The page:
Kindergarten Teacher


Screen Time: The Dilemma

Class video conferencing with an author

Let me start by saying that if you teach young children and you don’t have a sand table, art easel, blocks center and dramatic play you don’t have a dilemma, you have a real problem. Stop worrying about screens and focus on providing more opportunities for play in the class. Now I can step off my soapbox and get to the real discussion.

A recent comment on my blog led to this post. I really appreciate when people question my thinking and pushback against what I say or post. Reflection is powerful! The specific comment itself really isn’t that important but the issues behind the question are important. How much screen time should kids be exposed to? Do technology and screens have a place in the class for young children? If you follow my blog or me on twitter you know that technology is something I love. I have a passion for including technology in the class and also enjoy all the tech tools I have in my personal life. Given that I have said many times that I would give up ALL the technology in my class for a high quality outdoor classroom, and I mean that. Nothing is more powerful to a child than play and real world experiences. Nothing!

The real question we have to ask when discussing “screen time” is are all screens equal? I feel strongly they are not. I really can’t think of anything (other than physical harm and abuse) that we should remove from the class with a blanket statement. Worksheets and rewards are a great example. I don’t like them but would never say they should be removed completely. They both could have a valid place in the classroom given certain situations and thoughtful consideration. To me that is one of the keys, thoughtful consideration. We SHOULD be concerned about screen time because it is not the optimal way to teach many things. We need to be focused on the learning not the technology as I have posted HEREI feel the second key to screen time is balance. Too much of anything is usually a negative and it certainly is in this case. Every lesson does not need to involve a screen and teachers of young students really need to keep that balance in mind as they plan and prepare.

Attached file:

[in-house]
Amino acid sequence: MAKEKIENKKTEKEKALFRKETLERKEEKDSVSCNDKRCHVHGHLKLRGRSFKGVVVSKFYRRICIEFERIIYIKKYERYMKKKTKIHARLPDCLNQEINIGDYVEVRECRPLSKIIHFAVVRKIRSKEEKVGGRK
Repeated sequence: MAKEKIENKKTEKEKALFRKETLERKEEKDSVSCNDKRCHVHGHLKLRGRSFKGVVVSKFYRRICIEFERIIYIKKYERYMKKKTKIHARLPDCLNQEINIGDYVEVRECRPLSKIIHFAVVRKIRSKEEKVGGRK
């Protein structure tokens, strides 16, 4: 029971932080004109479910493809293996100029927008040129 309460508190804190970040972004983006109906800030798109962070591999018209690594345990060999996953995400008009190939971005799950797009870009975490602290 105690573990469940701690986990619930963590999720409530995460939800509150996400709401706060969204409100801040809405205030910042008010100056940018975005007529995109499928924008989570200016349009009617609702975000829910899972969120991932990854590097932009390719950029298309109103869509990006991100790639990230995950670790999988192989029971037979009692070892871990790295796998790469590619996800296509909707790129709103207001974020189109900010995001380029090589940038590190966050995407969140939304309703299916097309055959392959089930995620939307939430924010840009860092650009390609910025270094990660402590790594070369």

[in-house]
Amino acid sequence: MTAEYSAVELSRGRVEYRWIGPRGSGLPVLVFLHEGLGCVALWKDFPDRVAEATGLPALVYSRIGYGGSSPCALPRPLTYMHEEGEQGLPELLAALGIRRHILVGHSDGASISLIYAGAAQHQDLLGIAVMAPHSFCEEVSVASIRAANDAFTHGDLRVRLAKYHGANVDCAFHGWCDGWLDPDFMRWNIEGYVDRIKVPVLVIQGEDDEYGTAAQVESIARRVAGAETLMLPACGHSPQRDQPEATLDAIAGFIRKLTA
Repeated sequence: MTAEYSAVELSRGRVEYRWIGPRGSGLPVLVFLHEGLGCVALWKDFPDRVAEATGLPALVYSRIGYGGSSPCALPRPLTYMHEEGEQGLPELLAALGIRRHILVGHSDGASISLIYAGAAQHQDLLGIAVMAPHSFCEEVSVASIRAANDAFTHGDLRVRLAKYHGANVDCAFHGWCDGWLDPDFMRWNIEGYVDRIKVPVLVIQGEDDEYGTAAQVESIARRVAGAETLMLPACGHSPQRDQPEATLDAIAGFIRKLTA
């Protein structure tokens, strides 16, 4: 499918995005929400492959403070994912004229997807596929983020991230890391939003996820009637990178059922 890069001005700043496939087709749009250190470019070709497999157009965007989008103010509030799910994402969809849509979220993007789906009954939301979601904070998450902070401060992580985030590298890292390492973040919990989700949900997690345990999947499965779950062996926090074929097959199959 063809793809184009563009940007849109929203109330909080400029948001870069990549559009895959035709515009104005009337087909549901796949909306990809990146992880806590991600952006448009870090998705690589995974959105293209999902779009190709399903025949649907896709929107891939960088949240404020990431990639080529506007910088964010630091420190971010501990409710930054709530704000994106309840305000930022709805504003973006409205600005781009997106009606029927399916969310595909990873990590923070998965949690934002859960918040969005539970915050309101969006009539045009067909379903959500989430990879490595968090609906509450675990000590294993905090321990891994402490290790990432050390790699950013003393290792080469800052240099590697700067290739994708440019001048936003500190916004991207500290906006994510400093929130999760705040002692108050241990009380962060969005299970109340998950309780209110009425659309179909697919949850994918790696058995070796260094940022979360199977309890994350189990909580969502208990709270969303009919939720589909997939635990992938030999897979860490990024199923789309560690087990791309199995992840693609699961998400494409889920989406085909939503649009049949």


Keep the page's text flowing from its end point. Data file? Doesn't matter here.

So here is my stance. Screen time should be avoided for kids under 2 years old. For kids 2-4 it should be used minimally. From 4 years on, screen time has an important place in education given it is used with thoughtful consideration and balance. Technology can be powerful in the classroom when used appropriately and effectively. The tools and lessons I try to focus on allow for creativity and collaboration in ways that we could not achieve without them. Again here is the post with specific examples of what I feel is appropriate and useful technology in the class.

I suggest that everyone read through the Commercial Free Childhood’s stance and the NAEYC/ Fred Rogers statement on technology. As always, your thoughts are welcome in the comments!

5 Responses to Screen Time: The Dilemma

  1. Well put, Matt. I agree, everything in balance. Having said that, I know that when I use technology with my Kinders, it helps them to make new connections. And they are motivated and engaged. It’s a different generation of learners, specifically when children sit in grocery carts/strollers with mobile devices or smart phones. For me, using technology in my practice allows my students to wonder more. Our answers are a click away. One Kinder asked me “why ducks quack?”. I didn’t really know, but together we found out. Thanks for sharing your perspectives.

    • Matt Gomez says:

      Wonder is a powerful thing Meg and using tech to promote and encourage wonder is awesome. Thanks for the comment

  2. Gail says:

    Yes! Yes! Yes! Great reflection on the place tech should hold in a classroom. Your message resonated with me. I would co-teach that outdoor classroom and if we could transport children between Massachusetts and Texas – oh the options are endless. I think in the early days of using tech, I was distracted by it, but over the years, I know that I am now focused on the learning. It’s important in that the learning can be targeted to different levels of need and usually within the same website. Starfall gives excellent practice and can take students through endless levels of difficulty. I have found your Symbaloo webmixes to be ideal and they are instantly available. I tell tell you how grateful I am that you took the time to organize so much content.

    • Matt Gomez says:

      Would be honored to work with you Gail. Thanks for the insightful comment, I think it is easy to be distracted by tech at first but after a while it is simply another tool in the room. Glad you enjoy the symbaloo mixes!

  3. Tara Ehrcke says:

    Many of the physiological changes from screens have nothing to do with what is on them. Mere exposure to fast changing images has an impact on our highly plastic brains (and especially so for children), and also leads to more sedentary behavior. That is why the Pediatric Association recommend no screen time to babies, and two hours or less to children & teens. Yet our children are already getting more than six hours on average outside of school. Now we are going to add to that…I think technology integration should be adopted very carefully…it is changing our brains and how we think and learn and develop. Try reading: In the Shallows – What the Internet is doing to our Brains by Nicholas Carr for some very scary medical research on this topic.

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